The Ju 87 B-1 was powered by a liquid-cooled, supercharged 34.989 liter (2,135.190 cubic-inch-displacement) Junkers Jumo 211 A inverted 60° V-12 engine. The 211 A had direct fuel-injected and the cylinder heads were machine for four spark plugs per cylinder. The compression ratio was 6.57:1, requiring 88-octane gasoline. It was rated at a maximum 900 Pferdestärke at 2,200 r.p.m. at 5,500 meters (18,045 feet). The engine turned a three-blade Junkers-Verstelluftschraube propeller with a diameter of 3.4 meters (11.2 feet) through a 1.55:1 gear reduction. The Jumo 211 A weighed 660 kilograms (1,455 pounds).
The Stuka B-1 had a maximum dive speed of 600 kilometers per hour (373 miles per hour). The Ju 87 B-1 had a service ceiling of 8,000 meters (26,247 feet), and range of 550 kilometers (342 miles).
The B-1 was armed with two fixed 7.92 mm Rheinmetall-Borsig MG17 machine guns with 1,000 rounds of ammunition per gun, and one MG 15 machine gun on a flexible mount with 900 rounds of ammunition. It could carry a single 500 kilogram (1,102 pound) bomb under the fuselage.
An interesting feature the the Stuka was its automatic pull-out system. Once the bomb had been dropped, the airplane automatically began a 5–6 g recovery. This could save the airplane if the pilot became target-fixated, or blacked out.
The Ju 87 was equipped with a Zeiss gyro-stabilized bomb sight. According to an article in Air Force Times, the Stuka was a very accurate dive bomber. “. . . even the worst drops typically landed within 100 feet [30.5 meters] of the target. Good hits were either on target or no more than 15 feet [4.6 meters]off-center.”
In the same article, the legendary Royal Navy test pilot, Captain Eric Melrose Brown, C.B.E., D.S.C., A.F.C., K.C.V.S.A., Ph.D., Hon. F.R.Ae.S., R.N., is quoted:
“A dive angle of 90 degrees is a pretty palpitating experience, for it always feels as if the aircraft is over the vertical and is bunting, and all this while terra firma is rushing closer with apparent suicidal rapidity. In fact I have rarely seen a specialist dive bomber put over 70 degrees in a dive, but the Ju 87 was a genuine 90-degree screamer. . . the Ju 87 felt right standing on its nose, and the acceleration to 335 mph [539 km/h] was reached in about 4,500 feet [1,372 meters], speed thereafter creeping up to the absolute permitted limit of 375 mph [604 km/h], so that the feeling of being on a runaway roller coaster experienced with most dive bombers was missing. I must confess that I had a more enjoyable hour’s dive-bombing practice than I had ever experienced with any other aircraft of this specialist type. Somehow the Ju 87D did not appear to find its natural element until it was diving steeply. Obviously the fixed undercarriage and large-span dive brakes of the Junkers were a highly effective drag combination.”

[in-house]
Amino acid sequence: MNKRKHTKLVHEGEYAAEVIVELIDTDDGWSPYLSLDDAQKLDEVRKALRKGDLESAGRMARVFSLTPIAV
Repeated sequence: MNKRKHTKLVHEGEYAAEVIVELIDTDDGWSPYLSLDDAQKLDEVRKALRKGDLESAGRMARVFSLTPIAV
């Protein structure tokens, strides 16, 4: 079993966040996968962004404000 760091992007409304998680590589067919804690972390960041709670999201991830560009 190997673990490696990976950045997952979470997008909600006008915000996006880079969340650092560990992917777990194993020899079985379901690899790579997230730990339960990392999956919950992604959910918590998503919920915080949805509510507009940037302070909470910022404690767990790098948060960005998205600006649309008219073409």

Only two Stukas still exist, one, a Ju 87 G-2, at the RAF Museum at Hendon, and the other, a Ju 87 R-2, is at the Museum of Science and Industry, Chicago, Illinois.
¹ TDiA has not found any source that provides the details of the Ju 87’s most characteristic feature: the angles of anhedral and dihedral of its wings. TDiA estimates that the wings’ inner section has -12° anhedral, while the outer wing panels have approximately 8° dihedral.
Before Germany could mount Operation Sea Lion, a cross-channel invasion of the British Isles, it needed to have complete air superiority over the invasion fleet. Because of the Luftwaffe‘s greater numbers and modern aircraft, German military leadership believed this could best be accomplished by defeating the Royal Air Force in air-to-air combat.
The Royal Air Force had been conserving their limited numbers of pilots and aircraft up to this point in the war. Germany’s plan was to send its bombers against targets that the R.A.F. would be forced to defend. The escorting Messerschmitt Bf 109s (also referred to as the Me 109) would then shoot down the Boulton Paul Defiants and Bristol Blenheims. But the Hawker Hurricanes and Supermarine Spitfires were up to the task. While the Hurricanes went after the Luftwaffe’s Dornier 17 and Heinkel He 111 bombers, the Spitfires engaged their Bf 109 fighter escorts.